Open access

Gravitational lensing studies with the 4-m International
Liquid Mirror Telescope (ILMT)
C. Jean, J.-F. Claeskens1 and J. Surdej2
arXiv:astro-ph/9910451v1 25 Oct 1999
Institut d’Astrophysique et de Géophysique, Université de Liège
Avenue de Cointe 5, B–4000 Liège, Belgium
Abstract. A 4 m International Liquid Mirror Telescope (ILMT) is being built in the north of Chile by an international consortium and will become operational in two years from now. We present here a short description of the telescope as well as estimates of the microlensing, macrolensing
and weak lensing effects expected from a deep, multicolor imaging survey
made with such a telescope.
What is a Liquid Mirror Telescope?
A Liquid Mirror Telescope (hereafter LMT) consists of a container, filled with
mercury, which spins around a vertical axis at a constant speed. Thus, the
surface of the reflecting liquid takes the shape of a paraboloid which can be
used as the primary mirror of a telescope. By placing a CCD detector at the
prime focus of the mirror, one obtains a telescope suitable for astronomical
observations. Because an LMT cannot be tilted and hence cannot track like
conventional telescopes do, the time delay integration (TDI) technique (also
known as drift scan) is used to collect the light of the objects during their
transit along the CCD detector. A semi-classical corrector is added in front
of the CCD detector in order to provide a larger field of view and to remove
the TDI distortion. This distortion arises because the images in the focal plane
move at different speeds on distinct curved trajectories while the TDI technique
moves the pixels on the CCD at a constant speed along a straight line.
The 4 m ILMT
The 4 m International Liquid Mirror Telescope (ILMT) will be installed in the
Atacama desert in Chile and will be fully dedicated to a zenithal direct imaging
survey in two broad spectral bands (B and R). The possible construction of an
array of several (≥ 2) liquid mirrors, working at different wavelengths, is also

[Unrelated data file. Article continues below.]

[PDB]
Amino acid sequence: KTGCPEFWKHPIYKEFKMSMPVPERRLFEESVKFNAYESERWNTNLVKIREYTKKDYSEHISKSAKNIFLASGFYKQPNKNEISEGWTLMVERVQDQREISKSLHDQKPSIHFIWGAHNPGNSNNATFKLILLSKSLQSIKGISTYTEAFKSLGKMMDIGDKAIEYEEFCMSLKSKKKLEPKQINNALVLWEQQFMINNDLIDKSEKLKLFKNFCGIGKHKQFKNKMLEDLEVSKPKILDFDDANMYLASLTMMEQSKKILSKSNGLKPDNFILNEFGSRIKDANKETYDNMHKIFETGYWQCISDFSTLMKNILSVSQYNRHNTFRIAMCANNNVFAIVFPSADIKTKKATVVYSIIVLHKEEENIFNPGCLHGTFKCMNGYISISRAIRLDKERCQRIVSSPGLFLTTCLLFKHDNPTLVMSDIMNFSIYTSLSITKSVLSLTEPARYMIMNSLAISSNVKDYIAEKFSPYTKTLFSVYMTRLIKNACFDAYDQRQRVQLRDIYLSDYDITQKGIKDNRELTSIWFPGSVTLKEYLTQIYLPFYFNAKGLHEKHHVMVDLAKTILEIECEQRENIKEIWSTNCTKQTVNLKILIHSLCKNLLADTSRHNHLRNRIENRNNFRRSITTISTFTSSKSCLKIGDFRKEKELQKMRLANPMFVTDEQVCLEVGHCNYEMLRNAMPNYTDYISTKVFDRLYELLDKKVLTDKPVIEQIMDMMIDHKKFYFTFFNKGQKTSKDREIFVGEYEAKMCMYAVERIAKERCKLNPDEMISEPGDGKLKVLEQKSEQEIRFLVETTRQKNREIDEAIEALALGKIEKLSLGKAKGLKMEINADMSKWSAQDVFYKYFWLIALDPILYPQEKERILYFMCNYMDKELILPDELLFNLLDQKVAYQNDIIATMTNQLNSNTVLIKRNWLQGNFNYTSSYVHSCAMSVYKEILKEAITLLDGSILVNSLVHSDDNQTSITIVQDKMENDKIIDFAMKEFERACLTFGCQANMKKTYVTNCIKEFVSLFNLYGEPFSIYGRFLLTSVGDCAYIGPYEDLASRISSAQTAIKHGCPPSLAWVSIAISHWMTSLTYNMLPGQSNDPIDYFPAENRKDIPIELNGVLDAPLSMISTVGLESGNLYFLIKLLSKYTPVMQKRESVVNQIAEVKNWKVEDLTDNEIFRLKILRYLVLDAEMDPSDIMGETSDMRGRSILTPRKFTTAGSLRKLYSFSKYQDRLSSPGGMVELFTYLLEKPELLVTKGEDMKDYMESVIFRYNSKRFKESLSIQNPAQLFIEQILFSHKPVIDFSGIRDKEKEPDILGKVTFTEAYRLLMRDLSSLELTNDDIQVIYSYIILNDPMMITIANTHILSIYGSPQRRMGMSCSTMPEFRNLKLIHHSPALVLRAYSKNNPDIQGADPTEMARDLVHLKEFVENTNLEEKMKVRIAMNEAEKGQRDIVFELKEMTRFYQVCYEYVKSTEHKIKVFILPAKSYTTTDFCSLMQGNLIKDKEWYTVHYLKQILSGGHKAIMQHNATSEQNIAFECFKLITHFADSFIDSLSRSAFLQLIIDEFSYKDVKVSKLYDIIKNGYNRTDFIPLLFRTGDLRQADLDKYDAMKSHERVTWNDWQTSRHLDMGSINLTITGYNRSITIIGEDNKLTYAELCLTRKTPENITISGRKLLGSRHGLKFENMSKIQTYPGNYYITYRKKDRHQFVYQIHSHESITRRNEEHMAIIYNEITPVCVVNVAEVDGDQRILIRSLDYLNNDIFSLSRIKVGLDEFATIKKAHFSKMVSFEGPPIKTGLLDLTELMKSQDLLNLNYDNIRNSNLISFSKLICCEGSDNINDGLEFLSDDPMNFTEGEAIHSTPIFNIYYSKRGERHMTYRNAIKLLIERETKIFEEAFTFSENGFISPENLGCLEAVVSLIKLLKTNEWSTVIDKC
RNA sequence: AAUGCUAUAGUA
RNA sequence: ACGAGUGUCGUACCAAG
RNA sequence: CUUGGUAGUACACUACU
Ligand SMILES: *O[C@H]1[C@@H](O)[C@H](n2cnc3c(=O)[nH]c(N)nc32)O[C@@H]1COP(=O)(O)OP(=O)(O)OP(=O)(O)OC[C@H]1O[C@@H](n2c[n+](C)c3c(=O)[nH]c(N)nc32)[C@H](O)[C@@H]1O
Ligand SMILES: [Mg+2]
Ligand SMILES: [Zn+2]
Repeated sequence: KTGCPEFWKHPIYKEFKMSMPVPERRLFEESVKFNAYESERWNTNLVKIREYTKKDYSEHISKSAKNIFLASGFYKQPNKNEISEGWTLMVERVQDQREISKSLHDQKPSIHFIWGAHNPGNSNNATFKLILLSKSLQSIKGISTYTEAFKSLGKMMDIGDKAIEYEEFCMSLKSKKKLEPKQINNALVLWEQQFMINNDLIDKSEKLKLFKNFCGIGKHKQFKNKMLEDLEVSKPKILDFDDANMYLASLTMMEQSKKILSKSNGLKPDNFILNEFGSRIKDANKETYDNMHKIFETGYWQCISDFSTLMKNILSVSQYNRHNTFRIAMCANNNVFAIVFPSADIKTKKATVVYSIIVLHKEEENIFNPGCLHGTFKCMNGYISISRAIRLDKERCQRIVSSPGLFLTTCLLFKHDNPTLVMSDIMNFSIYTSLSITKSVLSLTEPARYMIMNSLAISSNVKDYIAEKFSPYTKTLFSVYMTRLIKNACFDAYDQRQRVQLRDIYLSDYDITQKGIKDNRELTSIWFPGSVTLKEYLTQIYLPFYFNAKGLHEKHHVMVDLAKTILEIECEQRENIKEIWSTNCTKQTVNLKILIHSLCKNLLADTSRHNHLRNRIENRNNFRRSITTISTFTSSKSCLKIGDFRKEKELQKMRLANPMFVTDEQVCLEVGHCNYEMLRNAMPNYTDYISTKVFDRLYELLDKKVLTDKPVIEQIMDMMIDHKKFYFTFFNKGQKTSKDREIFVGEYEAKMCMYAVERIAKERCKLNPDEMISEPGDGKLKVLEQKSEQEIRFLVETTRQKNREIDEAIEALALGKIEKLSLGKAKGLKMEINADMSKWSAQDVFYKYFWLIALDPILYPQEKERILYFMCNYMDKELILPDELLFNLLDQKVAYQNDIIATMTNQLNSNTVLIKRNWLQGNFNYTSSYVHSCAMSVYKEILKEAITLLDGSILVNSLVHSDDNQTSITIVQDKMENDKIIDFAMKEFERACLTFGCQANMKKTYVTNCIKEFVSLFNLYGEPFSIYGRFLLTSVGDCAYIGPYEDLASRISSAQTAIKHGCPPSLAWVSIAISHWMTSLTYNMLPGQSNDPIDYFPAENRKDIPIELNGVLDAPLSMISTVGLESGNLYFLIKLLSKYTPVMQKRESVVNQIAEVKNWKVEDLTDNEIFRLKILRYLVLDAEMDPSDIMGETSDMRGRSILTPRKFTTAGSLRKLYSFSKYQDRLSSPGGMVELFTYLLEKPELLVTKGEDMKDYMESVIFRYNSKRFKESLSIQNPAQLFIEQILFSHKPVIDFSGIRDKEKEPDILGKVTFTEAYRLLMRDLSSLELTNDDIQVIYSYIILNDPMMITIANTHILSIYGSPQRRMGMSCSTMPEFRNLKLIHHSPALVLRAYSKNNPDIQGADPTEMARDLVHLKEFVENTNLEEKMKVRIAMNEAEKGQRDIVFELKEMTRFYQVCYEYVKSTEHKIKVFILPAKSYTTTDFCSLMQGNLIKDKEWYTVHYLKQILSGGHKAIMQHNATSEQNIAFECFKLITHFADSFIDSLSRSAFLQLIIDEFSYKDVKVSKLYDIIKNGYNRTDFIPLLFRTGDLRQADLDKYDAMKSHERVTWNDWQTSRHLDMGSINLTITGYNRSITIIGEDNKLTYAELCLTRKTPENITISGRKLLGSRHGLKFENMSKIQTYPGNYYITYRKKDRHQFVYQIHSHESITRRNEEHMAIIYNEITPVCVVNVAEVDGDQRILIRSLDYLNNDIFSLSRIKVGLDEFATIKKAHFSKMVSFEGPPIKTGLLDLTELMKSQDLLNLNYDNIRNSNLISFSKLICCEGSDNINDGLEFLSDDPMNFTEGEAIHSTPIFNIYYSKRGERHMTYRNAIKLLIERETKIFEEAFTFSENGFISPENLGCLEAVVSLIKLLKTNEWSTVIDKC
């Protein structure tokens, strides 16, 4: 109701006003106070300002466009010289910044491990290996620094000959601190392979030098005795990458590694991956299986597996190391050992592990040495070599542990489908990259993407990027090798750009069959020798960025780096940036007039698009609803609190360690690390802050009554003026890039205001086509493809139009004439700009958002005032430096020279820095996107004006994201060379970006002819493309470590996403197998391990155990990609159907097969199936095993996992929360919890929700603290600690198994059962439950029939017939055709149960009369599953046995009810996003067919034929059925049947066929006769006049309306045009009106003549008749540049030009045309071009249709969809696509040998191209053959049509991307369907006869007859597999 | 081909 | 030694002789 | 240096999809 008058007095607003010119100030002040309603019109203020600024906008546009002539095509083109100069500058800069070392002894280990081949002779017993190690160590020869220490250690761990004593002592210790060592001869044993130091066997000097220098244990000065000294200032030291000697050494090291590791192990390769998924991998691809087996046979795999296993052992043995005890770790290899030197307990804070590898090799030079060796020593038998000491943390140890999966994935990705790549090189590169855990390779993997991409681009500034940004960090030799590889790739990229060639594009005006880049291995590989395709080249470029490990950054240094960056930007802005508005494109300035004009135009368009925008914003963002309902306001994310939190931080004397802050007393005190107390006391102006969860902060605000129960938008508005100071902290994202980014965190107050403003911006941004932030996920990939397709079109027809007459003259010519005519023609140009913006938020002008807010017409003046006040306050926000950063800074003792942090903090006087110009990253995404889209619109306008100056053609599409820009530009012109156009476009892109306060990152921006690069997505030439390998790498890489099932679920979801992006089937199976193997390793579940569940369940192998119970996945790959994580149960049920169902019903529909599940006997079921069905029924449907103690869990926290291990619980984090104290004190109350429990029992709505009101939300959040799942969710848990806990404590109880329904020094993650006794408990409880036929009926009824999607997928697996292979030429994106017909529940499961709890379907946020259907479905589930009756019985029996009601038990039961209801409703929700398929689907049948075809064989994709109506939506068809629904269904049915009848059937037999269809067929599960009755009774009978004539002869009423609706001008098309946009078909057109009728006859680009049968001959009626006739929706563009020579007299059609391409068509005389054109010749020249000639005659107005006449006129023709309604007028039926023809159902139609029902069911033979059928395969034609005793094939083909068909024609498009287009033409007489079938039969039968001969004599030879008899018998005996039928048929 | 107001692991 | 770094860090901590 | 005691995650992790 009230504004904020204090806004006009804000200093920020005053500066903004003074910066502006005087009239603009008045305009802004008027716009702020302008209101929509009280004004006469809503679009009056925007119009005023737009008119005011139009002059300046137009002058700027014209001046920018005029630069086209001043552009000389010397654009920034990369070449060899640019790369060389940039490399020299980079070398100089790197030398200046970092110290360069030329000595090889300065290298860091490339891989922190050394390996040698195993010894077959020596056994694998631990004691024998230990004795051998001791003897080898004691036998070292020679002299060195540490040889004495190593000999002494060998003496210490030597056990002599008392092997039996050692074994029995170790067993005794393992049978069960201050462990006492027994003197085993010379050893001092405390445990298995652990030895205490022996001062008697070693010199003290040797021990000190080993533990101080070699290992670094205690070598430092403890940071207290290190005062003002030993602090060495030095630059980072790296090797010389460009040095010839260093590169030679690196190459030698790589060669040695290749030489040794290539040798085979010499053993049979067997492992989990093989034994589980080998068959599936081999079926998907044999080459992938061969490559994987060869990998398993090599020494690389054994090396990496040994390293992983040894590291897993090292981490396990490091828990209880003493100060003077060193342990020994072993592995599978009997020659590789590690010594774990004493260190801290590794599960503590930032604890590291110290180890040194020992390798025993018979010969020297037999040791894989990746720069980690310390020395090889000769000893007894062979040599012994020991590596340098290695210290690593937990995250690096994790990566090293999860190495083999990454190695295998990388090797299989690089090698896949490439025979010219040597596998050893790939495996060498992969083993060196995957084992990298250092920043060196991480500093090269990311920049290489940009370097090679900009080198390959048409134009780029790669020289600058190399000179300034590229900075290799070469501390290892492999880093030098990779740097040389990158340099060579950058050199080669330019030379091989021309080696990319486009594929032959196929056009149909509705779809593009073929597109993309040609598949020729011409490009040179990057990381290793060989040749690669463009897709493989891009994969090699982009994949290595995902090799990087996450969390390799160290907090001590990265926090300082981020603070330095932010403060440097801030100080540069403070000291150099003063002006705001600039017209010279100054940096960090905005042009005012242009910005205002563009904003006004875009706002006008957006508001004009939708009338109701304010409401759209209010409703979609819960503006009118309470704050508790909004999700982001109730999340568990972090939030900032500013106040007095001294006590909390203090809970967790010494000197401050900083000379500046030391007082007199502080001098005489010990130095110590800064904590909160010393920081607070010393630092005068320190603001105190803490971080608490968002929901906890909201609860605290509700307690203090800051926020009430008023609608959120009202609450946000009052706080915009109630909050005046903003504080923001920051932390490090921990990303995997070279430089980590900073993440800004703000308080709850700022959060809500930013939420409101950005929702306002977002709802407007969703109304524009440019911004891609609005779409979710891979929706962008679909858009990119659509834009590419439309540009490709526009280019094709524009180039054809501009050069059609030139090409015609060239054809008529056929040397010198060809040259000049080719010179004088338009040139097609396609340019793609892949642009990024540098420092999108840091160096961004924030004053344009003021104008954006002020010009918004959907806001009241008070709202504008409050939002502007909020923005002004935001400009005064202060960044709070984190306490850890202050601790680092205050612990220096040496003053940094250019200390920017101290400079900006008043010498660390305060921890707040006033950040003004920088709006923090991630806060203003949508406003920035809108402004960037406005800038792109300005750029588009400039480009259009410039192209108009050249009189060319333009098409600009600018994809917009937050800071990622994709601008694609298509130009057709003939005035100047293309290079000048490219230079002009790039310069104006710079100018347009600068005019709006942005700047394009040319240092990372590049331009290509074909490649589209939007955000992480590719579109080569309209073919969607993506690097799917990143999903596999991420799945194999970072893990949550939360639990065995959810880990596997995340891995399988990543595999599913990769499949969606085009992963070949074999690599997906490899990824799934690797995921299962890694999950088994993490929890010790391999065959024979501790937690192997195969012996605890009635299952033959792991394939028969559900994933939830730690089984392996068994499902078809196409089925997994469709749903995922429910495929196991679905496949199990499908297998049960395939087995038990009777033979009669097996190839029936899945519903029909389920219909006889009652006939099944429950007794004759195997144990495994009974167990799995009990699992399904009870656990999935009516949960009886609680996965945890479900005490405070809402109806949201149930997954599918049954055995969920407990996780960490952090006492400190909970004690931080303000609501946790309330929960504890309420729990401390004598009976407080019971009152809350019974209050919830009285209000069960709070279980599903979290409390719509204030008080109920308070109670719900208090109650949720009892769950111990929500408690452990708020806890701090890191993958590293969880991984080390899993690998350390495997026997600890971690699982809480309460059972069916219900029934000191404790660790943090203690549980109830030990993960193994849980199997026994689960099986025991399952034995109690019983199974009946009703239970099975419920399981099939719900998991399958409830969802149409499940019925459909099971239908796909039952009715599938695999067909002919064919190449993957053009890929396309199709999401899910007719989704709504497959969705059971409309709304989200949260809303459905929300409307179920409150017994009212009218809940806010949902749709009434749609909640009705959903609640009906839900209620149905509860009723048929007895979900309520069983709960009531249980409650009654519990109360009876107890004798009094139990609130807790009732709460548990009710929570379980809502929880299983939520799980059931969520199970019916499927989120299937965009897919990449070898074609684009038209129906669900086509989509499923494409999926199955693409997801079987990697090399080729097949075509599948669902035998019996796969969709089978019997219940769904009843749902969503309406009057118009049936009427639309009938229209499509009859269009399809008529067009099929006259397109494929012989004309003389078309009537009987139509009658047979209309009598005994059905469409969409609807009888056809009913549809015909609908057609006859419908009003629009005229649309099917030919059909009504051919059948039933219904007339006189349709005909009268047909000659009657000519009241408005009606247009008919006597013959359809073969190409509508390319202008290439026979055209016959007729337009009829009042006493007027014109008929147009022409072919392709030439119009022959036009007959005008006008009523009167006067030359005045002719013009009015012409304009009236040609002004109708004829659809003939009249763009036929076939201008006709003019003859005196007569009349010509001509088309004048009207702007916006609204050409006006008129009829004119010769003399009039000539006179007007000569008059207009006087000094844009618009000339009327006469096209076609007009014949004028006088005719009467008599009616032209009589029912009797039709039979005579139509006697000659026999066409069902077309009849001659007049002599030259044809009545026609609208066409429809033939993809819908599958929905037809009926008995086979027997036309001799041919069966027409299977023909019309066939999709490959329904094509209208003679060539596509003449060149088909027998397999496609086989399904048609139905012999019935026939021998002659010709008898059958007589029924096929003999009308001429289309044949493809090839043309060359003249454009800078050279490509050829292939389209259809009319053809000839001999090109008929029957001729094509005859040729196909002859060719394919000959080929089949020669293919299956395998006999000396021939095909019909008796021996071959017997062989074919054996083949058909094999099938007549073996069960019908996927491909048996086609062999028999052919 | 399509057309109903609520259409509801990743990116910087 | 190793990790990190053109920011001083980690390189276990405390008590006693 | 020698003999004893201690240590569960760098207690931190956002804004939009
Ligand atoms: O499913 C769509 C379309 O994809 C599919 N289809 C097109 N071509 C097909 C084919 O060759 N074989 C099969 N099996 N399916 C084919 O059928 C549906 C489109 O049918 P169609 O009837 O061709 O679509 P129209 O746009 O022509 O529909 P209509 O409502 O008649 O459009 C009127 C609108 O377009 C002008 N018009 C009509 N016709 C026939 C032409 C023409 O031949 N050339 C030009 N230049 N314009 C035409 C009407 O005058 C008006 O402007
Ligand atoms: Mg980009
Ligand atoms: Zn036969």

being considered. It should allow one to reach limiting magnitudes B = 23.5
and R = 23 in a single scan of a 4096 × 4096 pixels CCD or an equivalent mosaic
Also Chargé de Recherches du Fonds National de la Recherche Scientifique, Belgium
Also Directeur de Recherches du Fonds National de la Recherche Scientifique, Belgium
of four 2048 × 2048 pixels CCDs. The telescope field of view is about 30 x 30
arcminutes and the telescope will be operated during no less than 4-5 years.
Thus, very precise photometric and astrometric data will be obtained in the
drift scan mode night after night, during several consecutive months each year,
for all objects contained in a strip of sky of approximately 140 square degrees,
at constant declination. Due to its location in the Atacama desert, both low
and high galactic latitude regions will be studied. The low galactic latitudes are
propitious to microlensing effects and the high galactic latitudes to observations
of macrolensing by galaxies as well as to strong and weak lensing effects induced
by galaxy clusters.
Gravitational lensing studies
Numerical simulations were carried out to estimate the gravitational lensing
effects we can expect from a survey made with a 4 m LMT.
Microlensing in the Galaxy
We used a galactic model with 3 components: the halo, the disk and the Galactic
bulge. About 50 (resp. 10, 3) microlensing events due to the bulge (resp.
the disk, the halo) are expected after one year of ILMT observations at an
observing latitude of −29◦ assuming that the Galaxy is entirely made of 1 M⊙
dark compact objects.
Considering the quasar number counts relation and the optical depth of cosmologically distributed “singular isothermal spherical” galaxies, we expect to
detect approximately 50 new multiply imaged quasars.
Weak lensing
We used a model similar to that described by Nemiroff and Dekel (1989, ApJ,
344, 51) and conclude that in a survey of 100◦ with a limiting brightness Blim
of 26.5 mag/arcsec2 or fainter, one can expect at least 50 luminous arcs (axial
ratio A ≥ 5, angular extent θ ≥ 10◦ ).
Monitoring and determination of H0
The daily monitoring of the 50 new lensed quasars will significantly contribute
to a statistical and independent determination of the Hubble constant and to
a better understanding of the QSO source structure and of the distribution of
dark matter in the Universe, through the analysis of microlensing effects.
Acknowledgments: It is a pleasure to thank Martin Cohen for his kind help
and his calculations of star counts with his SKY program. We also thank Annie
Robin and her team for making their galactic model available through the WEB.